>> then work on the contents of that job (where contents can be pretty much 
>> arbitrary). This creates a highly available job queue (queue-like due to the 
>> node sequencing[1]), and it sounds pretty similar to what zaqar could 
>> provide in theory (except the zookeeper one is proven, battle-hardened, 
>> works and exists...). But we should of course continue being scared of 
>> zookeeper, because u know, who wants to use a tool where it would fit, haha 
>> (this is a joke).
>> 
> 
> So ordering is a distraction from the task at hand. But the locks that
> indicate liveness of the workers is very interesting to me. Since we
> don't actually have requirements of ordering on the front-end of the task
> (we do on the completion of certain tasks, but we can use a DB for that),
> I wonder if we can just get the same effect with a durable queue that uses
> a reliable messaging pattern where we don't ack until we're done. That
> would achieve the goal of liveness.
> 

Possibly, it depends on what the message broker is doing with the message when 
the message hasn't been acked. With zookeeper being used as a queue of jobs, 
the job actually has an owner (the thing with the ephemeral lock on the job) so 
the job won't get 'taken over' by someone else unless that ephemeral lock drops 
off (due to owner dying or disconnecting...); this is where I'm not sure what 
message brokers do (varies by message broker?).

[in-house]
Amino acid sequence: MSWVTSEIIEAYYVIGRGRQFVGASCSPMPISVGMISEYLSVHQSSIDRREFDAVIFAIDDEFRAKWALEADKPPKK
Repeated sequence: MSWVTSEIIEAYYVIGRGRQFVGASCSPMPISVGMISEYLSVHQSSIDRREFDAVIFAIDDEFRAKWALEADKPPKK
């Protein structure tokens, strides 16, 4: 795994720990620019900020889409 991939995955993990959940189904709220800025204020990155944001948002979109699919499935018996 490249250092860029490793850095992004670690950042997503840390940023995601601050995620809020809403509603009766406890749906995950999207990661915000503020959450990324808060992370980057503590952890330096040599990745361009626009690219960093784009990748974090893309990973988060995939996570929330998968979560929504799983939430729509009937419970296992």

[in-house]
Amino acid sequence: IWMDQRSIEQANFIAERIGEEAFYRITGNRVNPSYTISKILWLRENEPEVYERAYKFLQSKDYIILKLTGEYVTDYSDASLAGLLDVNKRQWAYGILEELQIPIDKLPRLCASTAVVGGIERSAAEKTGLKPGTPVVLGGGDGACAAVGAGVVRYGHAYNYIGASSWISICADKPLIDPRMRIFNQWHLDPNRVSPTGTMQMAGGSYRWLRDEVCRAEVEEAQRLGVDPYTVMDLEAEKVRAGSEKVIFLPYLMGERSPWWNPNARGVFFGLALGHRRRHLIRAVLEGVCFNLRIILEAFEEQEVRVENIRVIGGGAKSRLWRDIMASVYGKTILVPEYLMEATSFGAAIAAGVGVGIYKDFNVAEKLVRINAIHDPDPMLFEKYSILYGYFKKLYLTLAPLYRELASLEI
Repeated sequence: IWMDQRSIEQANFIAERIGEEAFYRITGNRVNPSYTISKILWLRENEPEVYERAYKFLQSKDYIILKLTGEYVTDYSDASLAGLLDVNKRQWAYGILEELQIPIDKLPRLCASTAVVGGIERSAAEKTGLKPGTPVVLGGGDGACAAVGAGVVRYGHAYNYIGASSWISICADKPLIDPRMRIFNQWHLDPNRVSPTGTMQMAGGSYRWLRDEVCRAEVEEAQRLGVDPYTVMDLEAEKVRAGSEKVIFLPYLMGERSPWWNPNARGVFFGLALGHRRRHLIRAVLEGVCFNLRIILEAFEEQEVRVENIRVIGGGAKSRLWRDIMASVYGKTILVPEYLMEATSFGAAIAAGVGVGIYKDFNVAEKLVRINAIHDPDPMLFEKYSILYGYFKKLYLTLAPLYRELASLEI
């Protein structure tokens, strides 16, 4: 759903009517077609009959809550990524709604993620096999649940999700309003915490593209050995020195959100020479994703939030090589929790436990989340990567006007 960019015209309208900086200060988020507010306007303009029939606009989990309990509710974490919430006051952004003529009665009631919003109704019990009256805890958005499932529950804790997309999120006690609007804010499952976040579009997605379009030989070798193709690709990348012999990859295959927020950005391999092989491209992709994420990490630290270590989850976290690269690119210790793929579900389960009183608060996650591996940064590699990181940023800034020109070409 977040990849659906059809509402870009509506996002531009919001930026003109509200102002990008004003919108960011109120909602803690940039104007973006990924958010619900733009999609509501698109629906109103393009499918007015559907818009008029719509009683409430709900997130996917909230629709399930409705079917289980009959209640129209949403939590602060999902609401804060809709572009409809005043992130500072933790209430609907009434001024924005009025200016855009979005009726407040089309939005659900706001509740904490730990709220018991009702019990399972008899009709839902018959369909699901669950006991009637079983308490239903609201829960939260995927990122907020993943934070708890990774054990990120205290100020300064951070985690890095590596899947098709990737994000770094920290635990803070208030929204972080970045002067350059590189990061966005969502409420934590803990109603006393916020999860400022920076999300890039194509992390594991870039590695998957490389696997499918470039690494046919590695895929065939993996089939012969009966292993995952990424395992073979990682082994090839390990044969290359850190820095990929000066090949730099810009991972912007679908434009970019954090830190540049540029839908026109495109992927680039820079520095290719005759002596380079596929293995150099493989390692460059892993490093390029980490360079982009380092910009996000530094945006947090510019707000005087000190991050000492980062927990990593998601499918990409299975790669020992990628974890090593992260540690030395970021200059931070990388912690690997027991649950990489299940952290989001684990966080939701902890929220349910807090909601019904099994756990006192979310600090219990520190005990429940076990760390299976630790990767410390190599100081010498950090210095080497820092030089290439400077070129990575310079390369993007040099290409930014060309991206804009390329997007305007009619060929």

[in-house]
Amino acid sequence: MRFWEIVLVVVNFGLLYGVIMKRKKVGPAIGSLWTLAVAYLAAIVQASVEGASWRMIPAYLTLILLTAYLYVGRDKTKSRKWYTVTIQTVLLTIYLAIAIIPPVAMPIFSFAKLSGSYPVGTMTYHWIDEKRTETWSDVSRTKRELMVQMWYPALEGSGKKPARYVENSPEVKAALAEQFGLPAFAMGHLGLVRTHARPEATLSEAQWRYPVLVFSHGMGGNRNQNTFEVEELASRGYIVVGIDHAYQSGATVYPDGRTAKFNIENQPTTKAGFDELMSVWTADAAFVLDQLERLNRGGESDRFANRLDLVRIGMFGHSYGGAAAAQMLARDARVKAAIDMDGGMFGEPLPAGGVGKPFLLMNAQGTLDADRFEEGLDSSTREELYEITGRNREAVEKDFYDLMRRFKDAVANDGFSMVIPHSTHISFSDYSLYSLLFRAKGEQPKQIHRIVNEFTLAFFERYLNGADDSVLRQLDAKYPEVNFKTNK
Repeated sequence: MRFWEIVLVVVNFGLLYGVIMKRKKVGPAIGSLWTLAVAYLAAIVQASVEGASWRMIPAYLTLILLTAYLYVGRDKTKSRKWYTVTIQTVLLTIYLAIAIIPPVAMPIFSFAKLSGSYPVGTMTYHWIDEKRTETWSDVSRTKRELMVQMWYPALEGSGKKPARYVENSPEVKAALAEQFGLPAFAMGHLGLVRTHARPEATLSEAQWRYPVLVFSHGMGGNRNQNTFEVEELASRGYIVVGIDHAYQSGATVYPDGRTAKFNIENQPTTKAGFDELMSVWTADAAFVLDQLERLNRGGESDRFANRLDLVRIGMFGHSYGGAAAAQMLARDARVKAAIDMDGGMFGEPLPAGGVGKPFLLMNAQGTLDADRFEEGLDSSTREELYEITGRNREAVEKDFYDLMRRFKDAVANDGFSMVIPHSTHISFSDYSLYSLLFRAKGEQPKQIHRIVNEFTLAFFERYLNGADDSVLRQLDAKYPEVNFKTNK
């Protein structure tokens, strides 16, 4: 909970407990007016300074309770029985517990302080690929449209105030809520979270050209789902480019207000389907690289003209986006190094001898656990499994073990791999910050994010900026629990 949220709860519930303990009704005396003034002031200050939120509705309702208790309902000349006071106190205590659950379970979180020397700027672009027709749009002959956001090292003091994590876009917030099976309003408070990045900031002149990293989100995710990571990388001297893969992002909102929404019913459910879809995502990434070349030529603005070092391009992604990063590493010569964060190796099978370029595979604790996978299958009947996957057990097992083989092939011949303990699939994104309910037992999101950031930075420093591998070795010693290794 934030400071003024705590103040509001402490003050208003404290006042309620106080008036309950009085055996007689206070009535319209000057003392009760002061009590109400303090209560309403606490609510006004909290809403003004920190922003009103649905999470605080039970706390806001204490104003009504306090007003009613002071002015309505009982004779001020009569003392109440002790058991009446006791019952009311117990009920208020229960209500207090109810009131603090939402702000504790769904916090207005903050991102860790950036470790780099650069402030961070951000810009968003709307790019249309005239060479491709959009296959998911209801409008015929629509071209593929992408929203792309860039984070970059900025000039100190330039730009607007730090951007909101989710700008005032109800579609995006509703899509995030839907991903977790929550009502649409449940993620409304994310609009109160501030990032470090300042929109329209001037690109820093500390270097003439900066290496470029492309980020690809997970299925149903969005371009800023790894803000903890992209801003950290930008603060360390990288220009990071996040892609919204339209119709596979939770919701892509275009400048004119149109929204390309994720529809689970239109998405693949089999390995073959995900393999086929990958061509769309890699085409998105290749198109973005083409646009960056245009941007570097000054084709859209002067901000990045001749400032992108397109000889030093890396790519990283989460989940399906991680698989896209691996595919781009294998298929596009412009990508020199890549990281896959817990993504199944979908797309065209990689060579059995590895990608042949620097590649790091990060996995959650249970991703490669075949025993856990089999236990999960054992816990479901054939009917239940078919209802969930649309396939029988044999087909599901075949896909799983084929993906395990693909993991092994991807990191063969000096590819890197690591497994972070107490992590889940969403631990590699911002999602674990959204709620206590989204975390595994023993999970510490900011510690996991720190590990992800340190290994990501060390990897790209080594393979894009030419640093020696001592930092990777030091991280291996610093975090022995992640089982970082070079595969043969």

An example little taskflow program that I made that u can also run (replace my 
zookeeper server with your own).

http://paste.ubuntu.com/8995861/

You can then run like:

$ python jb.py  'producer'

And for a worker (start many of these if u want),

$ python jb.py 'c1'

Then you can see the work being produced/consumed, and u can ctrl-c 'c1' and 
then another worker will take over the work...

Something like the following should be output (by workers):

$ python jb.py 'c2'
INFO:kazoo.client:Connecting to buildingbuild.corp.yahoo.com:2181
INFO:kazoo.client:Zookeeper connection established, state: CONNECTED
Waiting for jobs to appear...
Running {u'action': u'stuff', u'id': 1}
Waiting for jobs to appear...
Running {u'action': u'stuff', u'id': 3}

For producers:

$ python jb.py  'producer'
INFO:kazoo.client:Connecting to buildingbuild.corp.yahoo.com:2181
INFO:kazoo.client:Zookeeper connection established, state: CONNECTED
Posting work item {'action': 'stuff', 'id': 0}
Posting work item {'action': 'stuff', 'id': 1}